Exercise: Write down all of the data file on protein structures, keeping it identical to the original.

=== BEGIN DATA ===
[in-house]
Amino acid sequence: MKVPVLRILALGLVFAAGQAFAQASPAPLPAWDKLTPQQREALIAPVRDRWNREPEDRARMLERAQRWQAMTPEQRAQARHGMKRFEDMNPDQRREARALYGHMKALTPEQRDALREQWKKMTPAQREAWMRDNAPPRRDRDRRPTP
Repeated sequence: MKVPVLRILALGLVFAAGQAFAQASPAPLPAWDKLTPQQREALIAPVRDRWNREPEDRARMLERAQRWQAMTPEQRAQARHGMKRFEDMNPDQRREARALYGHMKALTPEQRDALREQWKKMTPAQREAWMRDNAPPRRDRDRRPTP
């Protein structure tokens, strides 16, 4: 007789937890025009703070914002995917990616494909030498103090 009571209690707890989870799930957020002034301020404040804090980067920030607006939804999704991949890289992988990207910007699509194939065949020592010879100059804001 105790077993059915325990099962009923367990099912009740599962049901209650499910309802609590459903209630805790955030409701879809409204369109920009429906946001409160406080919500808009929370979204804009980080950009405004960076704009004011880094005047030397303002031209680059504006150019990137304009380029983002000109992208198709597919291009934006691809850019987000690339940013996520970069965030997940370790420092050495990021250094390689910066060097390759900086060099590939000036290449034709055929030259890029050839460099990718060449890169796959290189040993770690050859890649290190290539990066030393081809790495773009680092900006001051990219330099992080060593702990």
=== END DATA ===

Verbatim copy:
[in-house]
Amino acid sequence: MKVPVLRILALGLVFAAGQAFAQASPAPLPAWDKLTPQQREALIAPVRDRWNREPEDRARMLERAQRWQAMTPEQRAQARHGMKRFEDMNPDQRREARALYGHMKALTPEQRDALREQWKKMTPAQREAWMRDNAPPRRDRDRRPTP
Repeated sequence: MKVPVLRILALGLVFAAGQAFAQASPAPLPAWDKLTPQQREALIAPVRDRWNREPEDRARMLERAQRWQAMTPEQRAQARHGMKRFEDMNPDQRREARALYGHMKALTPEQRDALREQWKKMTPAQREAWMRDNAPPRRDRDRRPTP
């Protein structure tokens, strides 16, 4: 007789937890025009703070914002995917990616494909030498103090 009571209690707890989870799930957020002034301020404040804090980067920030607006939804999704991949890289992988990207910007699509194939065949020592010879100059804001 105790077993059915325990099962009923367990099912009740599962049901209650499910309802609590459903209630805790955030409701879809409204369109920009429906946001409160406080919500808009929370979204804009980080950009405004960076704009004011880094005047030397303002031209680059504006150019990137304009380029983002000109992208198709597919291009934006691809850019987000690339940013996520970069965030997940370790420092050495990021250094390689910066060097390759900086060099590939000036290449034709055929030259890029050839460099990718060449890169796959290189040993770690050859890649290190290539990066030393081809790495773009680092900006001051990219330099992080060593702990």